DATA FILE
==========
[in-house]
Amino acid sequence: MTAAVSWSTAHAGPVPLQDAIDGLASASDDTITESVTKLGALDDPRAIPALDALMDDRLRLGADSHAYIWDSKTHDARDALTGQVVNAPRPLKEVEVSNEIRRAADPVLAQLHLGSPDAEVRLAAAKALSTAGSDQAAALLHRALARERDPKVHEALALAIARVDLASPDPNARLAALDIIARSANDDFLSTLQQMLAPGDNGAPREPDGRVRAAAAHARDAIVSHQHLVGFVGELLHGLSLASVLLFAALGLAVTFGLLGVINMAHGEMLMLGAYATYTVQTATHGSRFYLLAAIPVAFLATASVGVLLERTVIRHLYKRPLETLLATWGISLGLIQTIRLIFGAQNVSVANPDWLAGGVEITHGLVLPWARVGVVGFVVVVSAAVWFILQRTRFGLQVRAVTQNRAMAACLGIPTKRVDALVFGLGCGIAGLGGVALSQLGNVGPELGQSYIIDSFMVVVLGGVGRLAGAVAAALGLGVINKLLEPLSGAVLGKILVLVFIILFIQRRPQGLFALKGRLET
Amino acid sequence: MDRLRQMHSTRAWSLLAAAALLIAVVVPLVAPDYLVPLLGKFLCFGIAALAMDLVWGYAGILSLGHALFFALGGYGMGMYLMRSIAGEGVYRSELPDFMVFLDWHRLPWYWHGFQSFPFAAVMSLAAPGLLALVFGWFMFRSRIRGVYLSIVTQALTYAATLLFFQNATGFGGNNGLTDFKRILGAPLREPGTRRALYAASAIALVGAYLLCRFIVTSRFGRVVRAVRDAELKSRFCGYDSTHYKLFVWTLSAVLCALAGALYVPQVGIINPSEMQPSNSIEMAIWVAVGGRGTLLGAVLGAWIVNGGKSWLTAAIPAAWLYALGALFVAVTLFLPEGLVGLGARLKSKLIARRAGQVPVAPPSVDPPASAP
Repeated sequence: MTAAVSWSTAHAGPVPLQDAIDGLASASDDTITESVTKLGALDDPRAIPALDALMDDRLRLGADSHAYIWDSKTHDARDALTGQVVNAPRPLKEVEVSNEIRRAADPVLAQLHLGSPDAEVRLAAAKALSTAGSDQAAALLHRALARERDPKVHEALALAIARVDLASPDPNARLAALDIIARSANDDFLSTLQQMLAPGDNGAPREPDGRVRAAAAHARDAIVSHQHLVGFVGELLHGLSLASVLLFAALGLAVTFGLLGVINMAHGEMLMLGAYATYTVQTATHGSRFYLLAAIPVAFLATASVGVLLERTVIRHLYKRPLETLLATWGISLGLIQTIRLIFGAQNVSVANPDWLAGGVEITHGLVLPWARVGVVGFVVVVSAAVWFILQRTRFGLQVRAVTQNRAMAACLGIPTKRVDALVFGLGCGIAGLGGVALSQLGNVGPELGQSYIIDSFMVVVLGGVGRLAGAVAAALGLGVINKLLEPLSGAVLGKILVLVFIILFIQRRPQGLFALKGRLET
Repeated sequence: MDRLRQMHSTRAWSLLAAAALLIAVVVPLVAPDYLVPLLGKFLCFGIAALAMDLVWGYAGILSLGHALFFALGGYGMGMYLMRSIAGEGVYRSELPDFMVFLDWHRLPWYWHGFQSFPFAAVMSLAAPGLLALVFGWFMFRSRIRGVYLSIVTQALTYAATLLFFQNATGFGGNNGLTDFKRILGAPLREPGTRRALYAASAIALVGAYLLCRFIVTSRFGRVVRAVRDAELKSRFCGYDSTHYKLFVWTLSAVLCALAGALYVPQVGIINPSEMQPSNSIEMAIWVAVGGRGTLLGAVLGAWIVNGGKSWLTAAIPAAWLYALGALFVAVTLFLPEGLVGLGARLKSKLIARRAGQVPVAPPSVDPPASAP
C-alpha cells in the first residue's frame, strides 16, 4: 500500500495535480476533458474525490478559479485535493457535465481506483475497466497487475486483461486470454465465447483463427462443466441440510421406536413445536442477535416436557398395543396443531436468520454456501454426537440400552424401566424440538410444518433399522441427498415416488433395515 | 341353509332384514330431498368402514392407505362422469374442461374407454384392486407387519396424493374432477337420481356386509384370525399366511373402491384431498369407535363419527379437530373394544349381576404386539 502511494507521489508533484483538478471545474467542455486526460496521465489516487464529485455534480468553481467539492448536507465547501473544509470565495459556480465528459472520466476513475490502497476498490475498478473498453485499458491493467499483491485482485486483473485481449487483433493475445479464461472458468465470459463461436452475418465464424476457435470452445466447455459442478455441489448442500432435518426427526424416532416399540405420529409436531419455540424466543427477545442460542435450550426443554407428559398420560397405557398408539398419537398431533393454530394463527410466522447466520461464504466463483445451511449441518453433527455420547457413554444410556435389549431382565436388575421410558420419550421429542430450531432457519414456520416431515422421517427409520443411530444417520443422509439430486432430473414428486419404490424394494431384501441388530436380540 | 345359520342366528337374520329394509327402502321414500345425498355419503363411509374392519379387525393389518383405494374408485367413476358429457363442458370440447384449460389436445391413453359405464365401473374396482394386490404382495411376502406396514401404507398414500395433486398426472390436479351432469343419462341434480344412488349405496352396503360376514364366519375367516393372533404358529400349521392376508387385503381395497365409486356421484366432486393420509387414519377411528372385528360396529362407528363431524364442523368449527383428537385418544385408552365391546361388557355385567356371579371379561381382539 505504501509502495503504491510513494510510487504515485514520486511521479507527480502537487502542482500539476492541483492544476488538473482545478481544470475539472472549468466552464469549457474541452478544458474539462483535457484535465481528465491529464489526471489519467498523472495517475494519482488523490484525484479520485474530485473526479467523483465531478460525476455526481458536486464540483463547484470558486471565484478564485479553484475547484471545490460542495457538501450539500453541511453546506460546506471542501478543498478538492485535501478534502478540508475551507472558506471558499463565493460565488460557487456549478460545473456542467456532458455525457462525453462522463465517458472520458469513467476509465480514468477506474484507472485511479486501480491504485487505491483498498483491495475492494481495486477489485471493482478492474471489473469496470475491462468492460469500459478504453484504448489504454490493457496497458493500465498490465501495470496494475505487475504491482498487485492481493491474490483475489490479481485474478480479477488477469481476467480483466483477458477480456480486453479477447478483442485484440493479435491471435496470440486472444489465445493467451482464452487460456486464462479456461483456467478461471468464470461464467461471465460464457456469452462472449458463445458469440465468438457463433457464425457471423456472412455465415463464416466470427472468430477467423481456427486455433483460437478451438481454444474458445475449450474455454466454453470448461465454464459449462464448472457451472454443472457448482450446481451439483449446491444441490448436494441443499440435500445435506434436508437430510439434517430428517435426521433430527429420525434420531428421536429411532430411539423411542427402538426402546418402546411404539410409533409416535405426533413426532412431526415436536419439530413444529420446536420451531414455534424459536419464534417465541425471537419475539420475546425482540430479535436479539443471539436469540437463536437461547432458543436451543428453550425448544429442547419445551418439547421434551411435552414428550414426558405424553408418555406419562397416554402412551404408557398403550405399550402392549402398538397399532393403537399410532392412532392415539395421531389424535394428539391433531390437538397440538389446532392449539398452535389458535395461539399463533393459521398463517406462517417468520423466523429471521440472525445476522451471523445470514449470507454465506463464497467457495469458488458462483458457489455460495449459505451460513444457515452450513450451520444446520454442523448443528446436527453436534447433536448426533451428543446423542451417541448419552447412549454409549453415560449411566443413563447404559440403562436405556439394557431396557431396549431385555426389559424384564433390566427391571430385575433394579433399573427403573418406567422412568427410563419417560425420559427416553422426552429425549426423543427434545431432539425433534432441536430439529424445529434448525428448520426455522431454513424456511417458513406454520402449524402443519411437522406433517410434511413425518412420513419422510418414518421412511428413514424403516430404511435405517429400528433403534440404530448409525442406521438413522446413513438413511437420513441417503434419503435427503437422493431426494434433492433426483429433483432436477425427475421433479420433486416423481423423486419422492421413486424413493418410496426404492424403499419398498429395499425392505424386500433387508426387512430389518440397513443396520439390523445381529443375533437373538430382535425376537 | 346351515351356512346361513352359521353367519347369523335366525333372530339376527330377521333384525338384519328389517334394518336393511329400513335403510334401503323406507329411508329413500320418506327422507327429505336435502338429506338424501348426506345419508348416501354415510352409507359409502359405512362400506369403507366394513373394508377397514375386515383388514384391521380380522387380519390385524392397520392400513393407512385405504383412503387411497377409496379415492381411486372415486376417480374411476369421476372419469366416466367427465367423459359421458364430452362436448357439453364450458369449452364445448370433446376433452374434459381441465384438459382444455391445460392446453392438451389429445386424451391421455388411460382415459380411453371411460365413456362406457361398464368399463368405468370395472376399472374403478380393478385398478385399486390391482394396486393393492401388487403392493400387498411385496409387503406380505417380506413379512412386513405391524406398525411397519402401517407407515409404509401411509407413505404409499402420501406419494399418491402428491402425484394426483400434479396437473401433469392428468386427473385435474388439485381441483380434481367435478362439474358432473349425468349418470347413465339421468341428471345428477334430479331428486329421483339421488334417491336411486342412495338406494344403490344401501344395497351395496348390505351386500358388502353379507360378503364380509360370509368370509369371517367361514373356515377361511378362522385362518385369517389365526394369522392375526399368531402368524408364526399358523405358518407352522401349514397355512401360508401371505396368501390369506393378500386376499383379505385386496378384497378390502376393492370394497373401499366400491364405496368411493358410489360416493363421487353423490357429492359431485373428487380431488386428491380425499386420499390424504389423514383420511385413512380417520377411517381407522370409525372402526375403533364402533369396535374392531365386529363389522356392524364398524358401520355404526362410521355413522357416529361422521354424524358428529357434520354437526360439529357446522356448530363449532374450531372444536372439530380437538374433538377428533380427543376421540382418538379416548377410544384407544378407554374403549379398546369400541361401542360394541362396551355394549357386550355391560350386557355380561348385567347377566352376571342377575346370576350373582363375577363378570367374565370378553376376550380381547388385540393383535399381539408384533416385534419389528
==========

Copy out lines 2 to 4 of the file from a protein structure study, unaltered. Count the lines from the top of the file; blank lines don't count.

Amino acid sequence: MTAAVSWSTAHAGPVPLQDAIDGLASASDDTITESVTKLGALDDPRAIPALDALMDDRLRLGADSHAYIWDSKTHDARDALTGQVVNAPRPLKEVEVSNEIRRAADPVLAQLHLGSPDAEVRLAAAKALSTAGSDQAAALLHRALARERDPKVHEALALAIARVDLASPDPNARLAALDIIARSANDDFLSTLQQMLAPGDNGAPREPDGRVRAAAAHARDAIVSHQHLVGFVGELLHGLSLASVLLFAALGLAVTFGLLGVINMAHGEMLMLGAYATYTVQTATHGSRFYLLAAIPVAFLATASVGVLLERTVIRHLYKRPLETLLATWGISLGLIQTIRLIFGAQNVSVANPDWLAGGVEITHGLVLPWARVGVVGFVVVVSAAVWFILQRTRFGLQVRAVTQNRAMAACLGIPTKRVDALVFGLGCGIAGLGGVALSQLGNVGPELGQSYIIDSFMVVVLGGVGRLAGAVAAALGLGVINKLLEPLSGAVLGKILVLVFIILFIQRRPQGLFALKGRLET
Amino acid sequence: MDRLRQMHSTRAWSLLAAAALLIAVVVPLVAPDYLVPLLGKFLCFGIAALAMDLVWGYAGILSLGHALFFALGGYGMGMYLMRSIAGEGVYRSELPDFMVFLDWHRLPWYWHGFQSFPFAAVMSLAAPGLLALVFGWFMFRSRIRGVYLSIVTQALTYAATLLFFQNATGFGGNNGLTDFKRILGAPLREPGTRRALYAASAIALVGAYLLCRFIVTSRFGRVVRAVRDAELKSRFCGYDSTHYKLFVWTLSAVLCALAGALYVPQVGIINPSEMQPSNSIEMAIWVAVGGRGTLLGAVLGAWIVNGGKSWLTAAIPAAWLYALGALFVAVTLFLPEGLVGLGARLKSKLIARRAGQVPVAPPSVDPPASAP
Repeated sequence: MTAAVSWSTAHAGPVPLQDAIDGLASASDDTITESVTKLGALDDPRAIPALDALMDDRLRLGADSHAYIWDSKTHDARDALTGQVVNAPRPLKEVEVSNEIRRAADPVLAQLHLGSPDAEVRLAAAKALSTAGSDQAAALLHRALARERDPKVHEALALAIARVDLASPDPNARLAALDIIARSANDDFLSTLQQMLAPGDNGAPREPDGRVRAAAAHARDAIVSHQHLVGFVGELLHGLSLASVLLFAALGLAVTFGLLGVINMAHGEMLMLGAYATYTVQTATHGSRFYLLAAIPVAFLATASVGVLLERTVIRHLYKRPLETLLATWGISLGLIQTIRLIFGAQNVSVANPDWLAGGVEITHGLVLPWARVGVVGFVVVVSAAVWFILQRTRFGLQVRAVTQNRAMAACLGIPTKRVDALVFGLGCGIAGLGGVALSQLGNVGPELGQSYIIDSFMVVVLGGVGRLAGAVAAALGLGVINKLLEPLSGAVLGKILVLVFIILFIQRRPQGLFALKGRLET